Some members of the Columbia County Commission still have lingering resentment toward state Rep. Barry Fleming because they believe he is the man responsible for stopping consolidation.
It's wrong to say the legislative delegation, Fleming included, derailed consolidation. It never really got on track to start with. The widespread belief seems to be that the commissioners hatched the plan in secret, and tried to pull out of the station without getting citizens on board.
And many of those citizens felt railroaded as a result.
Some of that belief is accurate. Much of it isn't, especially the ludicrous idea some cynics have posed that consolidation was all a plot hatched by County Commission Chairman Ron Cross to get more power.
Earth to those tin-foil-hat wearing conspiracy theorists: He's already the county-wide elected chairman. That's pretty much the county's highest office already.
Good or bad, noble or nutty, consolidation probably won't get a proper epitaph on its tombstone. And, yes, it's dead; we don't even have to call Coroner Tommy King to pronounce its demise - it suffered a natural death, passing away quietly in the wee hours of the Legislature.
A few hardy souls will keep pumping its chest and blowing into its maw, hoping to breathe life into the already decomposing corpse. But it's dead. RIP.
And it won't be resurrected. If it were, the miracle would be comparable to only one other rebirth - and that one caused the founding of a major religion. Somehow, I don't expect future citizens to worship Consolidationanity.
The good news is that civil discourse in the county still lives. Oh, sure, things got a little tense as some of the discussions about the issue. The cops even got a little antsy with some of the participants, though they never got nervous enough to pop off any spritzes of pepper spray. (That would have been fun.)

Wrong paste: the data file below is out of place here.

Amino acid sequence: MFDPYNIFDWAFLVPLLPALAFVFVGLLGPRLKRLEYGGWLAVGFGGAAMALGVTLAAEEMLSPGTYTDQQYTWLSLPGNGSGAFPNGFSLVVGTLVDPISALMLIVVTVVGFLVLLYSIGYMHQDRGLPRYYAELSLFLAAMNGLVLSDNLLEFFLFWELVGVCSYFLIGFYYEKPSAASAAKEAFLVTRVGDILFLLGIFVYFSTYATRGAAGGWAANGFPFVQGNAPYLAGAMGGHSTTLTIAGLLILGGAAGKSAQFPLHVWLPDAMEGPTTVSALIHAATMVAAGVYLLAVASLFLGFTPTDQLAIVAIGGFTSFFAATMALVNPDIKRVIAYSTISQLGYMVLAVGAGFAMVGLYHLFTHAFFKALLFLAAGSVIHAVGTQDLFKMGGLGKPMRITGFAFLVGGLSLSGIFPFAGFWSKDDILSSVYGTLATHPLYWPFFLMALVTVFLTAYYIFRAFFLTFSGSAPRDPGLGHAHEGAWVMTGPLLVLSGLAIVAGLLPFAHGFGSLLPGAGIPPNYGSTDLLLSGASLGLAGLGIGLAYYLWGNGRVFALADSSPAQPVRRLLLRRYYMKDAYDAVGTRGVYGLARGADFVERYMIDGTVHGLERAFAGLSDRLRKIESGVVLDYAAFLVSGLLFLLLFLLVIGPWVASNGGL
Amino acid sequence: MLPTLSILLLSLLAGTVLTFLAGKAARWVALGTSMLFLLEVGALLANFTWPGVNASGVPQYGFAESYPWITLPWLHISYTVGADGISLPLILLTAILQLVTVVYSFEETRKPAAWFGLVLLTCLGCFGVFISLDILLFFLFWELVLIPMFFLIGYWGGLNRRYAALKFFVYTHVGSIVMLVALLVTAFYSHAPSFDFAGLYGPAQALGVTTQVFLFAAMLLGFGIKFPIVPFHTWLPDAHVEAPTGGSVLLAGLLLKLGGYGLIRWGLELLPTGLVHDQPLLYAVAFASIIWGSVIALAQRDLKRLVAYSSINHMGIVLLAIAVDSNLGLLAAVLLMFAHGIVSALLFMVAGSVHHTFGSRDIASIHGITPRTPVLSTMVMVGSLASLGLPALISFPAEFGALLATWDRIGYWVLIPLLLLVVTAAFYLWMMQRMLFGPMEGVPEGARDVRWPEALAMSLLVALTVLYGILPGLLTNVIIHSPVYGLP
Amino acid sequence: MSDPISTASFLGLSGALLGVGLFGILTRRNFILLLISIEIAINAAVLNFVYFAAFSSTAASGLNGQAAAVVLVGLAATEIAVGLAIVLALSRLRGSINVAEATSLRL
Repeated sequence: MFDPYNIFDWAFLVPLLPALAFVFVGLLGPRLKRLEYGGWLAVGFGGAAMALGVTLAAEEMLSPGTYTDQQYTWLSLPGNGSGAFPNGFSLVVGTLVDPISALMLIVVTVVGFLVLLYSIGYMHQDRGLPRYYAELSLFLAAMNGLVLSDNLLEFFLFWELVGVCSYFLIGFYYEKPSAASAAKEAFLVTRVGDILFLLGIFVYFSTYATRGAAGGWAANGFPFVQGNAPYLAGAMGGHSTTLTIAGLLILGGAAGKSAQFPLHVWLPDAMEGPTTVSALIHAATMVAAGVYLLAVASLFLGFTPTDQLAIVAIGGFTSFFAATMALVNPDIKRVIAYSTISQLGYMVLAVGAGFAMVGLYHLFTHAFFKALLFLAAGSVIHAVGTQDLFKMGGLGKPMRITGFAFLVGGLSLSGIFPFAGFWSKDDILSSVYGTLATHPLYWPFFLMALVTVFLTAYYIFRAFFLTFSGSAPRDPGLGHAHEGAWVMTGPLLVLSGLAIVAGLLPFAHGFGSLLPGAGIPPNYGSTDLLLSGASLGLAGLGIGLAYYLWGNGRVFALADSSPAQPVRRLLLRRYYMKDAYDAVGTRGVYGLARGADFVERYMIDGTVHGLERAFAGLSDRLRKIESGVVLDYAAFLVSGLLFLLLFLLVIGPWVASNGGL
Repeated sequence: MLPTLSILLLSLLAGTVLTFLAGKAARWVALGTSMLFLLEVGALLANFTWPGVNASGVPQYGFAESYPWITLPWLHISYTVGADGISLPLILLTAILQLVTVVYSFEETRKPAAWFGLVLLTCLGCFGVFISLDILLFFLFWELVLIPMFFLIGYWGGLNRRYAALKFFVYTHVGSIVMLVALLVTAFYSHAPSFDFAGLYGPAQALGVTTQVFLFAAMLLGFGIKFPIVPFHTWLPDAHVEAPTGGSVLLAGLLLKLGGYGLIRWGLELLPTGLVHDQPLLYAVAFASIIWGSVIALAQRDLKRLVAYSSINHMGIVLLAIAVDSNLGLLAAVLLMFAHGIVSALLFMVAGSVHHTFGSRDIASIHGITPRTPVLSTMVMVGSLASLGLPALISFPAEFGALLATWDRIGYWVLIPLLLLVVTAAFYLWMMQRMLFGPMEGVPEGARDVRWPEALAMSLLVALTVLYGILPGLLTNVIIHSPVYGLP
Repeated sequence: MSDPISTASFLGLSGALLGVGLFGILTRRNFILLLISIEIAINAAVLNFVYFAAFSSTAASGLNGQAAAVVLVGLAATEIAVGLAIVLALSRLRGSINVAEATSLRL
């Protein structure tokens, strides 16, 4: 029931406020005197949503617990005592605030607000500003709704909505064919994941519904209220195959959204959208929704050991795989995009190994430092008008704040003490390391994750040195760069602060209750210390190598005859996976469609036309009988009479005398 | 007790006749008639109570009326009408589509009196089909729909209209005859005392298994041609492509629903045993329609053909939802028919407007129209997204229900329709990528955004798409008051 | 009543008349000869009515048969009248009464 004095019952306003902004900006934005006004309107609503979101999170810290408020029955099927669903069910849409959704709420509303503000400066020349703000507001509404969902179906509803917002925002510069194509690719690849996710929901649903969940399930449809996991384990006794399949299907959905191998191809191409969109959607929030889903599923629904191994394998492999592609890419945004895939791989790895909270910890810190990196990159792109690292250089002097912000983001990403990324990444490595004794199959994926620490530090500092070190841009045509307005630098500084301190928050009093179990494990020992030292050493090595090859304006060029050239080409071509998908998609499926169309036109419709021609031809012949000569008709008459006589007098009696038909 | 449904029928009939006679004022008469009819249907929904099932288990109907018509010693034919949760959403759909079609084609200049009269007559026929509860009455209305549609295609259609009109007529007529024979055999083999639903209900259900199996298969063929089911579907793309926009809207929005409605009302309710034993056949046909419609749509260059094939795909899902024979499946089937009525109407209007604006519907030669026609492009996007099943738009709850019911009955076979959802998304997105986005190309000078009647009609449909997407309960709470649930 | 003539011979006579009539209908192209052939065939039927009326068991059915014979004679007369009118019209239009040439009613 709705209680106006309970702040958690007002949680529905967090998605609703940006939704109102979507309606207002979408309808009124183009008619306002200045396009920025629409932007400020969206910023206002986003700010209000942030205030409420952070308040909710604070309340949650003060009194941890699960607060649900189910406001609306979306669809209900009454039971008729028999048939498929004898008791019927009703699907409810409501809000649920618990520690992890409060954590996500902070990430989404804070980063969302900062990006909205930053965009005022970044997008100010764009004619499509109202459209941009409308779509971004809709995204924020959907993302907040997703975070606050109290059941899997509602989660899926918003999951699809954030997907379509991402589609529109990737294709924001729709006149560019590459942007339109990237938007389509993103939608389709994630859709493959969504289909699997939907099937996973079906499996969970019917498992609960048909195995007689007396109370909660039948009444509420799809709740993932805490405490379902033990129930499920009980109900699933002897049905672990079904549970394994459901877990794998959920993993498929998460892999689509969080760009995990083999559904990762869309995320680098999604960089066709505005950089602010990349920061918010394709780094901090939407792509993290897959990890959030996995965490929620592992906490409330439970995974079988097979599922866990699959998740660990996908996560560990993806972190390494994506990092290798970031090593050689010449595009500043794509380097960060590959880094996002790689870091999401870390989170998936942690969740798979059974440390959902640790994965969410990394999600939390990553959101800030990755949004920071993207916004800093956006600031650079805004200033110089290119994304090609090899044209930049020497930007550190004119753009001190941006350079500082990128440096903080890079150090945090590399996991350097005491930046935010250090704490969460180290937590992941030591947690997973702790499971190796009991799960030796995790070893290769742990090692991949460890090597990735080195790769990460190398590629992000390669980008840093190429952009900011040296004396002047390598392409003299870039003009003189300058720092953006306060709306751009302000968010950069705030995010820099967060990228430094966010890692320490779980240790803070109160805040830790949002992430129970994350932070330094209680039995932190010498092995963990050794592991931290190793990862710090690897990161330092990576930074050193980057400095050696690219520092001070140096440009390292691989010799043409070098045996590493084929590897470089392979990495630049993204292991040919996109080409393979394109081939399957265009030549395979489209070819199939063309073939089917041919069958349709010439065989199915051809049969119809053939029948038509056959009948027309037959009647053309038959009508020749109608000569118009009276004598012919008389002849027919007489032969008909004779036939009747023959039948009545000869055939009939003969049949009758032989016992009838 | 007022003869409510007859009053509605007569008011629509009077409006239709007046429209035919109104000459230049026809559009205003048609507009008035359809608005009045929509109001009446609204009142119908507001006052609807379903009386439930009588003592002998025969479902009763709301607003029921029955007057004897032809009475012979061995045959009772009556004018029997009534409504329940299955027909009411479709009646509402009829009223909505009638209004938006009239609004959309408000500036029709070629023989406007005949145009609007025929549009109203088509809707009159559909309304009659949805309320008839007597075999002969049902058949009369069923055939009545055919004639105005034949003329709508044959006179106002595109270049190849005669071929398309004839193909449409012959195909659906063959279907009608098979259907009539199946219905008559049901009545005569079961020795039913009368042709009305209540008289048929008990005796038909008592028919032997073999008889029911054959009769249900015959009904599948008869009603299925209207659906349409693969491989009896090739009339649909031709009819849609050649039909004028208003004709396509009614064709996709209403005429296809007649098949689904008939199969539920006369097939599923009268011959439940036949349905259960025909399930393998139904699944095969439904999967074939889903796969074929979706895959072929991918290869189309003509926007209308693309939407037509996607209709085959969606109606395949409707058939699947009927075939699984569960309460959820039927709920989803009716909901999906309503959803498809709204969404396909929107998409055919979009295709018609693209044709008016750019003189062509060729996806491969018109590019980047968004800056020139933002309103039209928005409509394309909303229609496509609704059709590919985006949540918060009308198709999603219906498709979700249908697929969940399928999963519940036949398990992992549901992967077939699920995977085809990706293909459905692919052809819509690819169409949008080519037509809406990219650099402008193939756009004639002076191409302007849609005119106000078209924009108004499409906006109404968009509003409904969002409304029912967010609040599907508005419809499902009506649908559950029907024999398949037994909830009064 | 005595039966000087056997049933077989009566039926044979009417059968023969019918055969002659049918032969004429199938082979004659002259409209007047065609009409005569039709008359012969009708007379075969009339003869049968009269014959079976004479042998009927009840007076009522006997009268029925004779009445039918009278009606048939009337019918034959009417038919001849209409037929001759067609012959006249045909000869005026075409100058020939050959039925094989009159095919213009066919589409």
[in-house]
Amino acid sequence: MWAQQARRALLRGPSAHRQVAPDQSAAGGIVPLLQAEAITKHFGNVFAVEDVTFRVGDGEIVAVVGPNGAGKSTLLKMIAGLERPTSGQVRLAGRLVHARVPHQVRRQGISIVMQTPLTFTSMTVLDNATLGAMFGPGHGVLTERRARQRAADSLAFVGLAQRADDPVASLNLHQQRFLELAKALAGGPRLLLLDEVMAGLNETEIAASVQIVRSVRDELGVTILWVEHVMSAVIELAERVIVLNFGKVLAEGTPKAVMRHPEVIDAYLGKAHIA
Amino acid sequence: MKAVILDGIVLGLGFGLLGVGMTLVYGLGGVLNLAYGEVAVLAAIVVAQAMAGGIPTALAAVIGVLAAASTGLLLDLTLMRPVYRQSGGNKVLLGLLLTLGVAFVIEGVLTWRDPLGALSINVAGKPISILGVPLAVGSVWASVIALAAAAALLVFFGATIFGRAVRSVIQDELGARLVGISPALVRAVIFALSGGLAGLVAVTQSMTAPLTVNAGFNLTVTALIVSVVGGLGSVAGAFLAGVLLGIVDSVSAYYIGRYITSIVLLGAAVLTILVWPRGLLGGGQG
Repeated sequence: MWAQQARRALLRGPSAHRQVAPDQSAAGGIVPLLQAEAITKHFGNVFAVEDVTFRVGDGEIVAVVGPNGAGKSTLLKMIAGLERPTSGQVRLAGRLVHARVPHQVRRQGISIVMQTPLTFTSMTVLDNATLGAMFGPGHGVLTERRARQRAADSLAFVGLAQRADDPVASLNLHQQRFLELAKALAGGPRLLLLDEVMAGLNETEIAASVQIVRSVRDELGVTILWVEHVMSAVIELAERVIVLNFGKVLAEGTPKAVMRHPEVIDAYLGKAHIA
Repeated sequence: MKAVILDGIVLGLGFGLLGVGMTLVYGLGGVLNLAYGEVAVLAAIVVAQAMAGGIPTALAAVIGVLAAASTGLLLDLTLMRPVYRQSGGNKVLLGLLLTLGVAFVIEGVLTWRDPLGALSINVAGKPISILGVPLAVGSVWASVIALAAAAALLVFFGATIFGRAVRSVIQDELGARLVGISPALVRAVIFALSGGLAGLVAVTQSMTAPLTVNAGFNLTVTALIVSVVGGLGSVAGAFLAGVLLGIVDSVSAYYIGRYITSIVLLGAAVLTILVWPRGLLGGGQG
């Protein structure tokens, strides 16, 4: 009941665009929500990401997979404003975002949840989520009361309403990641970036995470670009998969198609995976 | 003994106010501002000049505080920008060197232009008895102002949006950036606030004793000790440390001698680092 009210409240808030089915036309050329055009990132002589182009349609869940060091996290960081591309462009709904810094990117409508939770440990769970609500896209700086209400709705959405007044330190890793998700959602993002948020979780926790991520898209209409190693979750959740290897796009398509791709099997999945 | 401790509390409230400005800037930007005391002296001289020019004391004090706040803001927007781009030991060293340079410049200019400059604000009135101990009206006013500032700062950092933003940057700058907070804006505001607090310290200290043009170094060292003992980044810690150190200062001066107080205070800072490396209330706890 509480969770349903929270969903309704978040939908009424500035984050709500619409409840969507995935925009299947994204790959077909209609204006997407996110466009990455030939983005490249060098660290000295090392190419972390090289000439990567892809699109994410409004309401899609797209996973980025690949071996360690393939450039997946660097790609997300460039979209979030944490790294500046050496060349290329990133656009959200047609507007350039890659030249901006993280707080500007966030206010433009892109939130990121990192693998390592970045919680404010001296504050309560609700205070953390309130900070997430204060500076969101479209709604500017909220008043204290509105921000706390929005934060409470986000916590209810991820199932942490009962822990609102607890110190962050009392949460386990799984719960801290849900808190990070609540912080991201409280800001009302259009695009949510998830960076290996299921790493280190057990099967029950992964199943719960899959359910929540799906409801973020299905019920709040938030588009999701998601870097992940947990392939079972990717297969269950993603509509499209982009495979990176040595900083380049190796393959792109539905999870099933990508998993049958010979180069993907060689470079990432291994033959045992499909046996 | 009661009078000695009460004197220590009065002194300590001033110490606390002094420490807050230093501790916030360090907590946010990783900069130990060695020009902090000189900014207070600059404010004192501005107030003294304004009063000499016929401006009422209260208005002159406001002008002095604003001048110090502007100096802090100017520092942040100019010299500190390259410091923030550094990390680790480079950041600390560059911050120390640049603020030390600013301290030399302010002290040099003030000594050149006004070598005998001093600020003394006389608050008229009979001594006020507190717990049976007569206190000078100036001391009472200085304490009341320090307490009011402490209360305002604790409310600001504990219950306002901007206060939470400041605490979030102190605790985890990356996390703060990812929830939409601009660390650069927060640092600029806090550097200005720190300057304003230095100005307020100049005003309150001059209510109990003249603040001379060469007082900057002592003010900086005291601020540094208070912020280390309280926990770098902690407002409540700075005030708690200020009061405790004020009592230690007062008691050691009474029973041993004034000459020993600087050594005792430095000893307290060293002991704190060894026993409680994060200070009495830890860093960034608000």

But after all the dust settles, after the last limited-edition anti-consolidation T-shirt is turned into a car-washing rag, everyone will again figure out how to get along and move on to the next Big Issue.
Want proof? I found some the other day while flipping through the pages of the 1976 Columbia News and Martinez-Evans Times.
It seems that almost exactly 30 years ago, the citizens packed themselves into the old City Council chambers in Grovetown because they were angry about proposed changes in city government.
All the council wanted to do was empower the planning commission to conduct its own rezoning hearings, and to adopt rules on non-conforming zoning. These days, such things are an accepted part of zoning.
Not back then, apparently. The story about the meeting points out that when then-Mayor Leon Davidson read the proposed rules, members of the audience started clamoring to speak. Davidson ignored them; the council passed the rules with just one "nay" vote; and immediately adjourned the meeting.
"The room exploded with shouts and jeers," the story notes. "Everyone had expected to be heard. The crowed was angry. They hurled threats at the councilmen and called for Davidson to resign."
The ensuing years were tough ones for Grovetown, which weathered a series of recall elections that eventually made the city's government as big a laughingstock as Augusta's government is today.
The important thing, however, is that they got over it. Grovetown today is a model of harmonious government. The only complaints we hear sometimes are from sob-sisters upset with how much they were fined for speeding.
The lesson for Columbia County is twofold. Despite the hard feelings over consolidation's demise, harmony will once again return; and, as Augusta well knows, what goes around, comes around.
(Barry L. Paschal is publisher of The Columbia County News-Times. E-mail comments to firstname.lastname@example.org.)
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